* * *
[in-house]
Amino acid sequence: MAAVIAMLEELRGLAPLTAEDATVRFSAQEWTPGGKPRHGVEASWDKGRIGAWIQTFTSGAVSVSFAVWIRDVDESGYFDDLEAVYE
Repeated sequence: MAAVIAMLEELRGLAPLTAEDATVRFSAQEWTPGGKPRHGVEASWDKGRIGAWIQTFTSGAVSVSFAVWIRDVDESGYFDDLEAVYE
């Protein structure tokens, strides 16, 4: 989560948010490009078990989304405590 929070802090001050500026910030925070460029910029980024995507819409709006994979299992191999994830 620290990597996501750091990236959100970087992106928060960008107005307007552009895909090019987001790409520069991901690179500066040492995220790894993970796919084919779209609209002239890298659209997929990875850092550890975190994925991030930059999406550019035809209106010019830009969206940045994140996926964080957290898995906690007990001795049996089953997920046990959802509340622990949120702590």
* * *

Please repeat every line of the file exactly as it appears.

[in-house]
Amino acid sequence: MAAVIAMLEELRGLAPLTAEDATVRFSAQEWTPGGKPRHGVEASWDKGRIGAWIQTFTSGAVSVSFAVWIRDVDESGYFDDLEAVYE
Repeated sequence: MAAVIAMLEELRGLAPLTAEDATVRFSAQEWTPGGKPRHGVEASWDKGRIGAWIQTFTSGAVSVSFAVWIRDVDESGYFDDLEAVYE
């Protein structure tokens, strides 16, 4: 989560948010490009078990989304405590 929070802090001050500026910030925070460029910029980024995507819409709006994979299992191999994830 620290990597996501750091990236959100970087992106928060960008107005307007552009895909090019987001790409520069991901690179500066040492995220790894993970796919084919779209609209002239890298659209997929990875850092550890975190994925991030930059999406550019035809209106010019830009969206940045994140996926964080957290898995906690007990001795049996089953997920046990959802509340622990949120702590």